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Three-quarters of a big head of napa cabbage has sat planted in my fridge for the past few days.  Over the weekend,  I shredded and mixed one-fourth of the cabbage into a meat filling used for a Chinese dumpling “test-run”.  The dumplings are still a work in progress – the dough has been tricky – but hopefully, it’ll be perfected by Christmas.  Reasons for the deadline – hubby had proudly (so sweet) but a bit overzealously (so eager) promised my in-laws a holiday dumpling feast without knowing that, without the availability of pre-made wrappers, I am dumpling handicapped.  Practice in this case, however, is really making perfect.  (Hubby’s also getting pretty good at rolling dough.)  So stay tuned, bloggable dumplings coming soon!

But back to the napa.  A lot of napa.

Napa, with its big cylindrical shape and heavy leaves, takes up a lot of space in a small European sized refrigerator.  It is, however, quite versatile.  One head, as I’ve now garnered from experience, can go towards many different uses.  I weighed my options accordingly.  Kimchi?  Too much time.  A Salad?  Too chilly of a day.  I settled on a quick braise and in one fell swoop, reclaimed entitled real estate.  Triumph.

Braised Napa Cabbage (makes 5-6 side servings)


  • one head of napa cabbage
  • 2 gloves garlic, minced
  • 1 small bulb of ginger, peeled and cut into very thin, skinny strips
  • 2 red Thai chili peppers (spiciness optional), diced.
  • 1 bunch of green scallions, chopped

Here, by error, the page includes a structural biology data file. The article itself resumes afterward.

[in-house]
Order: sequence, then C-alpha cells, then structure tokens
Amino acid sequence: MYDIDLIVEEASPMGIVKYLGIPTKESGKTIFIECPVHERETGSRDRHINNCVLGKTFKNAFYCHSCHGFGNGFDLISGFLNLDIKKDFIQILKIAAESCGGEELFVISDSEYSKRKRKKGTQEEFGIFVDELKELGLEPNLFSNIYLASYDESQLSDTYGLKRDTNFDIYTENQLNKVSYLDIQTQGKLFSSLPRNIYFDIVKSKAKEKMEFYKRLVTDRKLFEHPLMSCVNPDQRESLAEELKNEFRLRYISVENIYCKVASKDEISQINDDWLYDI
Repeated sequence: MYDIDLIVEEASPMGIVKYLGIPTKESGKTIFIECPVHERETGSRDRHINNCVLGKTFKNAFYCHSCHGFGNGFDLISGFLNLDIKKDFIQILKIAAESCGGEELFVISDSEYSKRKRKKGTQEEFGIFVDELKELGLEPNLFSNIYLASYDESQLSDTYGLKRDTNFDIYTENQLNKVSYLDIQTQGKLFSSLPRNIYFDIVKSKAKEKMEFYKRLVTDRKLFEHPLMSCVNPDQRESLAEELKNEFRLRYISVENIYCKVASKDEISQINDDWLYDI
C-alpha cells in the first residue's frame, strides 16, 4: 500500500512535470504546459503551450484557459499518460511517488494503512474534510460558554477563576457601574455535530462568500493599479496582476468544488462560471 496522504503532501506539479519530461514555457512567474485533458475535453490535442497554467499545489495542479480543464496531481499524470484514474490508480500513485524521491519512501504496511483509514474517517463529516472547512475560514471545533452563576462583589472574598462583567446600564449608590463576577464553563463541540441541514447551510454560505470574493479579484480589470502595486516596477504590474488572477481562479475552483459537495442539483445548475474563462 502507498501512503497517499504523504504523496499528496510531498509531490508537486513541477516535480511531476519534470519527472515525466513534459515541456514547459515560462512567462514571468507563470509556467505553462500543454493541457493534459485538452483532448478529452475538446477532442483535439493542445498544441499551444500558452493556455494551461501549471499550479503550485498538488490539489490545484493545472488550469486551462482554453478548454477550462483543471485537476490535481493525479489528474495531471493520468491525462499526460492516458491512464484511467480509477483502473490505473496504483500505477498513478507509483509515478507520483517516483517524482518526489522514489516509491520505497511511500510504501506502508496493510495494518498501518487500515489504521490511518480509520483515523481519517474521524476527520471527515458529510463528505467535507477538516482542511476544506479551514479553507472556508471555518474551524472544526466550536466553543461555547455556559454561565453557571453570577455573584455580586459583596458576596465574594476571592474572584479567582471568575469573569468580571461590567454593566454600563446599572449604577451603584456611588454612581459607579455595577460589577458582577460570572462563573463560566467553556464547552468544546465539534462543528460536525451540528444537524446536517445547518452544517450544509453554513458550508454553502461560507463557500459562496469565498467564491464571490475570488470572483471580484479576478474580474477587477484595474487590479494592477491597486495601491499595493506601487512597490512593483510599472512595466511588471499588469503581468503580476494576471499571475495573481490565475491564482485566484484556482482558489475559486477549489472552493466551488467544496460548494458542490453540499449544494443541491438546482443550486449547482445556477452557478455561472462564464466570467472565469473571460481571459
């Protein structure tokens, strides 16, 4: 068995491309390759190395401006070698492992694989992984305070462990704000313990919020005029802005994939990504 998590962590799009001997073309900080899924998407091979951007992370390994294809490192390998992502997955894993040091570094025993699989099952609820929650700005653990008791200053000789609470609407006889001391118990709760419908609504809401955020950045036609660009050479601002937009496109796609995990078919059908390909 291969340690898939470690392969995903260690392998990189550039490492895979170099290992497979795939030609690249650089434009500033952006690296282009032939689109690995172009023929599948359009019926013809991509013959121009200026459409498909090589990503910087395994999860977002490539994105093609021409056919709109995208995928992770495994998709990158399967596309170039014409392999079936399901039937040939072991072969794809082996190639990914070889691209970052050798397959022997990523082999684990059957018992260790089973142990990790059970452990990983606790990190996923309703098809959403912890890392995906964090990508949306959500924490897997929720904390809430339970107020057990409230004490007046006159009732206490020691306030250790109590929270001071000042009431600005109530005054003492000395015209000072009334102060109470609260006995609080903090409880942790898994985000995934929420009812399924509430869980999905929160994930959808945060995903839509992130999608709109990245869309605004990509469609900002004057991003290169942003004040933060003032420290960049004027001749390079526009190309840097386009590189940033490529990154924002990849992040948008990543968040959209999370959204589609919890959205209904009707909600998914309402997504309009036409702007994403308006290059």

• olive oil


  • 4-5 tablespoons soy sauce
  • 1 tablespoon sesame seed oil
  • 2 tablespoons sherry
  • 1 teaspoon agave syrup
  • 3 tablespoons water
  • 2 teaspoons Kuzu (natural thickener from Kuzu plant; cornstarch can also be substituted)

Chop napa cabbage into 5 cm (2 inch) pieces; mince garlic, ginger, and chilis.

Rough chop cabbage into ~5 cm (2 inch) pieces; discard cabbage core.  In a small bowl, mix together ingredients for the sauce and set aside.

Add 2 tablespoons olive oil to a large wok or skillet and heat over high heat.  Next, add cabbage to the hot pan.  Since one head of cabbage yields quite a bit, work in batches to avoid overcrowding the pan – about 4 batches for a medium sized napa.  Cook, constantly stirring, until leaves begin to slightly brown, about 2-3 minutes.  Remove and set aside.  Add more oil in between batches if necessary.

Once the last batch of cabbage is finished and removed, add 2 more tablespoons of oil to the empty pan over medium-high heat.  Cook minced garlic, ginger, scallions, and chill peppers, stirring continuously, until fragrant (1-2 minutes).  Add sauce and heat through for 1 minute, stirring to thicken.  Finally, place cooked cabbage back into the pan and reheat with the sauce; mix to coat all the leaves.  Cook for 5-6 minutes.

Alongside the cabbage, I made some pan fried shrimp with a fragrant, fresh ground Sichuan peppercorn and sea-salt rub (thanks for the suggestion, Conor!).

So happy after a light and healthy lunch.  Moreover, so happy to have my refrigerator space back!